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The Seven Deadly Sins of Landscaping – Sinners Beware!

The Seven Deadly Sins of Landscaping – Sinners Beware!
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Guest Rant by Lori Hawkins

Just as Dante identified the seven deadly sins in his Inferno, so we will explore the cardinal sins of the landscaping world.  Lust, Gluttony, Greed, Sloth, Wrath, Envy and Pride are all alive and well!  They will all be identified with examples of the offenses.  No names will be used, but surely the sin of the offenders will find them out.  ‘Yeah’ though we walk through the valley of the shadow of Garden Gnomes we will fear no evil!  Let’s begin our journey:

Lust

Lustalso known as lechery, is derived from the Latin, objet d‘artmultus, meaning much artwork. This sin could be best identified by intense or unbridled desire. For anyone afflicted by this vice, one of anything will never be enough. Their garden overflow-eth with yard art, gazing balls and garden fairies.  You will truly know this sinner by their fruits:

•    Inappropriate or overuse of yard ornamentation: Too many ceramic figurines, flower choices, birdbaths, fountains, etc.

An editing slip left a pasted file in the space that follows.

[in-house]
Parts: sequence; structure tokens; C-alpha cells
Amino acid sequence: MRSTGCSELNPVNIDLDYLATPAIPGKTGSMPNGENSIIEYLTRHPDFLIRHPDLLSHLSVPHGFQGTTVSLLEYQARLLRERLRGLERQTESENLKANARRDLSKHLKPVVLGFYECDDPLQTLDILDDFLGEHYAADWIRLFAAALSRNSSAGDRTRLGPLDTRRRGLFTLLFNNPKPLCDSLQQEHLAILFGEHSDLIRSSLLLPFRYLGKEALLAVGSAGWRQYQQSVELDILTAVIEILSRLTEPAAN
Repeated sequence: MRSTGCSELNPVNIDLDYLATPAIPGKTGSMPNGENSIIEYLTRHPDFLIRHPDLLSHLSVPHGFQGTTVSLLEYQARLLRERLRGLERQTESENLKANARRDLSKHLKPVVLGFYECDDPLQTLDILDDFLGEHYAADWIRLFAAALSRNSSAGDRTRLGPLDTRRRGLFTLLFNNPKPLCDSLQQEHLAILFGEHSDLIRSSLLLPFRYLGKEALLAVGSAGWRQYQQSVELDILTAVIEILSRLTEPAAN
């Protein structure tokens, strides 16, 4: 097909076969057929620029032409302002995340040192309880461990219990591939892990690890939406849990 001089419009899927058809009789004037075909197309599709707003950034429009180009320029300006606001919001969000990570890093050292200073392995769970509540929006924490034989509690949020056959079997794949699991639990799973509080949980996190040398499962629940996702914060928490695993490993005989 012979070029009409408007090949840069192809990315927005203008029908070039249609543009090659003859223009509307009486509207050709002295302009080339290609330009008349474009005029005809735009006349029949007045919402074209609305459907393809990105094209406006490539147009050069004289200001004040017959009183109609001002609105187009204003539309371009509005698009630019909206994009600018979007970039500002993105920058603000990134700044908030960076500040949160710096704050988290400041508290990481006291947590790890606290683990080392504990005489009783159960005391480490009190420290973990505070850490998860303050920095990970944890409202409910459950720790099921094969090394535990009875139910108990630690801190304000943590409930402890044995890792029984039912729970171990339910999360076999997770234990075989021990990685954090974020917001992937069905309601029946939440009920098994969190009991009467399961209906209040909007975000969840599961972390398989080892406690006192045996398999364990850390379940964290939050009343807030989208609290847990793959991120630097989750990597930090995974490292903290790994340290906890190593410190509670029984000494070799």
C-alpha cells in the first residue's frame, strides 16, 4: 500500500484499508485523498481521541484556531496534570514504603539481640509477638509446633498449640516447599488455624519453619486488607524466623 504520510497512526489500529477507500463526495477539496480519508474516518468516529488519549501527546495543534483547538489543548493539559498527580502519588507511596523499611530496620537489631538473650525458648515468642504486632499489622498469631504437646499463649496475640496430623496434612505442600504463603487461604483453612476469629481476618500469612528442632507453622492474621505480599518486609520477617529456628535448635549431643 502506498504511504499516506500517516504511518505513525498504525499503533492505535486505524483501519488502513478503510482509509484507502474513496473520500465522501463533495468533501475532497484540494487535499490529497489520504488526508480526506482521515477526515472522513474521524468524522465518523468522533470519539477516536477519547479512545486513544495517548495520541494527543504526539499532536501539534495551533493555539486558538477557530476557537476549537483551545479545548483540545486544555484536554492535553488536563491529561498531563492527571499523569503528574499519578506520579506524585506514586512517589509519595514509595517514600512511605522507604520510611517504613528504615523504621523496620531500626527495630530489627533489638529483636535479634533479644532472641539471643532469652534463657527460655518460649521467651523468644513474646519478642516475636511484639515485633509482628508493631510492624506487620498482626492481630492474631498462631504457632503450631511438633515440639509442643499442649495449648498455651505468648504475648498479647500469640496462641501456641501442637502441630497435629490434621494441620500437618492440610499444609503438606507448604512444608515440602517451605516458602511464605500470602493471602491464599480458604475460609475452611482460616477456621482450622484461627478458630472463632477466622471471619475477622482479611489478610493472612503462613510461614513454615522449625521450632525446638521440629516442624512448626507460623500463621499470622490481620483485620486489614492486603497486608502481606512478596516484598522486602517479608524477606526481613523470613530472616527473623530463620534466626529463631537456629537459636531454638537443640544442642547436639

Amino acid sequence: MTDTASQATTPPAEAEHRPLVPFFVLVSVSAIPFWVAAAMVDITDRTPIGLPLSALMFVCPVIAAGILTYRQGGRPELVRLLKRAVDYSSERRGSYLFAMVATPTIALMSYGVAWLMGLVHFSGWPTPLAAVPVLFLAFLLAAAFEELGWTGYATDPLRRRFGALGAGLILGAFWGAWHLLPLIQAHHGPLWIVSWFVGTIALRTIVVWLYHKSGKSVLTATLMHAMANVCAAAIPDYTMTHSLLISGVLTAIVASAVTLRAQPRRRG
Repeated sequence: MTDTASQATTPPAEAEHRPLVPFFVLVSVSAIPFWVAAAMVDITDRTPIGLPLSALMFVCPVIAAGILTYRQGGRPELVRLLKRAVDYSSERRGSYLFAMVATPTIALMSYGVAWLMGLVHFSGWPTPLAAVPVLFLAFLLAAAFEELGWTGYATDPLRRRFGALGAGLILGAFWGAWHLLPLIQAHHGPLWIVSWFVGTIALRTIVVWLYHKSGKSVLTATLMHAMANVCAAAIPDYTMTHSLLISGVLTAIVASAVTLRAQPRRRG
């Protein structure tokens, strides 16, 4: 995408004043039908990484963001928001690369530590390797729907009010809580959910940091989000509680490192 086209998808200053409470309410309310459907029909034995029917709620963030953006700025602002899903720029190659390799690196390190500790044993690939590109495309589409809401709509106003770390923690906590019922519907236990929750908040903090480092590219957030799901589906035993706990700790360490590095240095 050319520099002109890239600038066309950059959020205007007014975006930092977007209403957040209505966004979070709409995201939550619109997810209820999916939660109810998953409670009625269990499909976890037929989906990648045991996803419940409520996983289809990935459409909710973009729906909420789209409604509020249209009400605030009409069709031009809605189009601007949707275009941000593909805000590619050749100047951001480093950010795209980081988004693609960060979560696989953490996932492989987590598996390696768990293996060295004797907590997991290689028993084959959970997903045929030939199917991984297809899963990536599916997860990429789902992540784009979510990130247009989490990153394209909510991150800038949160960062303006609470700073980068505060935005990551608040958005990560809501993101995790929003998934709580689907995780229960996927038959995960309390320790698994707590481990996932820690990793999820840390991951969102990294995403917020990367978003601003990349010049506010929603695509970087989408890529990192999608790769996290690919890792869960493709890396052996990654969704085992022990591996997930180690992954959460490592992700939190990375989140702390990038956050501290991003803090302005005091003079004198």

•    Over improvements to the landscape: A Koi pond, a large fountain, and five birdbaths do not all belong on the same 10 foot plot.

Gluttony

Gluttony. Derived from the Latin floracophany, meaning to assault the garden, gluttony is the over-indulgence of anything to the point of waste. This sin was first identified in the yards of kindly grandmothers, where the sin took root. Contemporary examples of this can be seen in:

•    Random use of any and all plant material, regardless of appropriateness or function.

•    Leaving near-dead shrubs and broken amenities for nostalgia sake. Maybe Aunt Tillie’s dead rosebush just needs to go!

Greed

Greed (Latin, Multifontis), also known as avarice or covetousness, is also a sin of excess. Greed, however, is usually seen as an excessive pursuit of material possessions. This sin manifests itself in:

•    Over-use of inappropriate, even grandiose, features in the landscape. 

Envy

Envy. Like greed and lust, envy (Latin, iwanta) is characterized by an unquenchable desire. Envy can also be characterized by discontent towards one’s current situation. Another attribute of the envious is their inability to possess the object of their affection. Observe the envy in these examples: